Higher petrol costs drove up US consumer prices in September for the second month in a row.
But outside energy, there was little sign of inflation last month.
The Labor Department said today that the consumer price index rose a seasonally adjusted 0.6% in September, matching the August increase.
In the past 12 months, prices have increased 2% - in line with the Federal Reserve's inflation target.
US food prices rose only 0.1% with the cost of meat, chicken and eggs falling while dairy prices rose. Excluding volatile food and energy costs, prices rose just 0.1%.
In the past year, so-called core prices have increased 2%. Lower inflation rates leave consumers with more money to spend, which can boost growth. Low inflation also allows the Federal Reserve to continue with its efforts to rekindle the economy. If the Fed were worried that prices are rising too fast, it might have to raise interest rates.
Petrol prices rose sharply over the summer and into September, but have since come down. But the summer's drought in the Midwest could ultimately affect grocery prices.
The drought caused spikes in the cost of corn, soybeans and other grains. Those grains are used in animal feed, which pushes up the price of chicken, beef and pork. And corn is also used in most products found throughout the supermarket, from cereals to soft drinks to cosmetics.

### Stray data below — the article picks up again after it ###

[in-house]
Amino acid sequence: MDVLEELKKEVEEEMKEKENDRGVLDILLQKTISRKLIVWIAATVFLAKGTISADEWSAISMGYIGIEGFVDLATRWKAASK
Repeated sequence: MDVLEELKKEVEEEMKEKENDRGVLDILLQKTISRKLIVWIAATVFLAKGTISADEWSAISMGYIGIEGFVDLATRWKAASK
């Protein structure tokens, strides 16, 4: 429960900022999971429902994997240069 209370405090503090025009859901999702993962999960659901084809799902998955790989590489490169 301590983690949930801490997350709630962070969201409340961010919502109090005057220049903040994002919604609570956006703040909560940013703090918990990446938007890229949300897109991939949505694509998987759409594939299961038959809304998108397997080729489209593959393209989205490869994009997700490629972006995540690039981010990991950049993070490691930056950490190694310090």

The economy remains the top issues for voters with just three weeks left before Election Day. However, recent data suggests consumers are gaining confidence in the economy. US consumer sentiment rose to a five-year high in October, according to a survey by the University of Michigan. And Americans stepping up their spending at retail businesses in September for the second month in a row, buying more cars and iPhones.
The job market is also looking a little better. The unemployment rate fell to 7.8% last month, the first time the rate has been below 8% since January 2009. And employers added an average of 146,000 jobs a month in the July-September quarter - double the average number created during the April-June quarter. Still, job growth remains too weak to rapidly bring relief to the more than 12 million Americans who are unemployed.
Last month, the Federal Reserve said it would try and stimulate the economy with a pair of bold steps. It is purchasing mortgage bonds to try and lower long-term interest rates and make home-buying more affordable. And it plans to keep short-term interest rates low even after the economy accelerates.